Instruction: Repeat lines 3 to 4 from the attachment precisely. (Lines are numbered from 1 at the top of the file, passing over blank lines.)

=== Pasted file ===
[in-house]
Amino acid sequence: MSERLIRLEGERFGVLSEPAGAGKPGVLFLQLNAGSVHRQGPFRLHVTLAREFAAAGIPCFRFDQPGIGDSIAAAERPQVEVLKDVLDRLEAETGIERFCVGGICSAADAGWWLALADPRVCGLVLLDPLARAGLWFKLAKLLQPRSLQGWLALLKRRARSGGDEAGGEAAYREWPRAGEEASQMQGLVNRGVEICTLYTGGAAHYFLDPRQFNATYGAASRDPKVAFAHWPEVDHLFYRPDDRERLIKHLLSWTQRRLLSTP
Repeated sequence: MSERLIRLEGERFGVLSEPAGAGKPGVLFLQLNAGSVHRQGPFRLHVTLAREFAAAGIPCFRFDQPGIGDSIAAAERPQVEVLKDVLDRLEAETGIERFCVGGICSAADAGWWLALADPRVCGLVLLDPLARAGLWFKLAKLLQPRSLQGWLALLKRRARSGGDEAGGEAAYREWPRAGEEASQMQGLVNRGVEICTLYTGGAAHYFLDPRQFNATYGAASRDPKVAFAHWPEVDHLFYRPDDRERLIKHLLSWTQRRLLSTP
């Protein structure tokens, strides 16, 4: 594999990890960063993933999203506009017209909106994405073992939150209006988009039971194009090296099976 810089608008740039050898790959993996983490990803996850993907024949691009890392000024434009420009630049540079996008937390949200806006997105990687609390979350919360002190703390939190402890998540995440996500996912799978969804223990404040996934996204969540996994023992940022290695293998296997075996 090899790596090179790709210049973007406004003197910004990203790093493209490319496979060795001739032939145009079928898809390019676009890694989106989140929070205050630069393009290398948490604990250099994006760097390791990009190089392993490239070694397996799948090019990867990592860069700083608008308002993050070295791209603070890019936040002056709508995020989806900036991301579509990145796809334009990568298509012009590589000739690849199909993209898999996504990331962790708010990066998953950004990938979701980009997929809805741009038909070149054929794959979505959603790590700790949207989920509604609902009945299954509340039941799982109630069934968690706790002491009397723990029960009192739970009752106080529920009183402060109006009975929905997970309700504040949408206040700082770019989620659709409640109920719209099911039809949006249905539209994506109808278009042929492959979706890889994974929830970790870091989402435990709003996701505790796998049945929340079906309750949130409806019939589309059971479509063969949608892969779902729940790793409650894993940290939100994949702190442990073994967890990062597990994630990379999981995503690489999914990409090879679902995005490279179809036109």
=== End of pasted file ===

Repeated sequence: MSERLIRLEGERFGVLSEPAGAGKPGVLFLQLNAGSVHRQGPFRLHVTLAREFAAAGIPCFRFDQPGIGDSIAAAERPQVEVLKDVLDRLEAETGIERFCVGGICSAADAGWWLALADPRVCGLVLLDPLARAGLWFKLAKLLQPRSLQGWLALLKRRARSGGDEAGGEAAYREWPRAGEEASQMQGLVNRGVEICTLYTGGAAHYFLDPRQFNATYGAASRDPKVAFAHWPEVDHLFYRPDDRERLIKHLLSWTQRRLLSTP
């Protein structure tokens, strides 16, 4: 594999990890960063993933999203506009017209909106994405073992939150209006988009039971194009090296099976 810089608008740039050898790959993996983490990803996850993907024949691009890392000024434009420009630049540079996008937390949200806006997105990687609390979350919360002190703390939190402890998540995440996500996912799978969804223990404040996934996204969540996994023992940022290695293998296997075996 090899790596090179790709210049973007406004003197910004990203790093493209490319496979060795001739032939145009079928898809390019676009890694989106989140929070205050630069393009290398948490604990250099994006760097390791990009190089392993490239070694397996799948090019990867990592860069700083608008308002993050070295791209603070890019936040002056709508995020989806900036991301579509990145796809334009990568298509012009590589000739690849199909993209898999996504990331962790708010990066998953950004990938979701980009997929809805741009038909070149054929794959979505959603790590700790949207989920509604609902009945299954509340039941799982109630069934968690706790002491009397723990029960009192739970009752106080529920009183402060109006009975929905997970309700504040949408206040700082770019989620659709409640109920719209099911039809949006249905539209994506109808278009042929492959979706890889994974929830970790870091989402435990709003996701505790796998049945929340079906309750949130409806019939589309059971479509063969949608892969779902729940790793409650894993940290939100994949702190442990073994967890990062597990994630990379999981995503690489999914990409090879679902995005490279179809036109």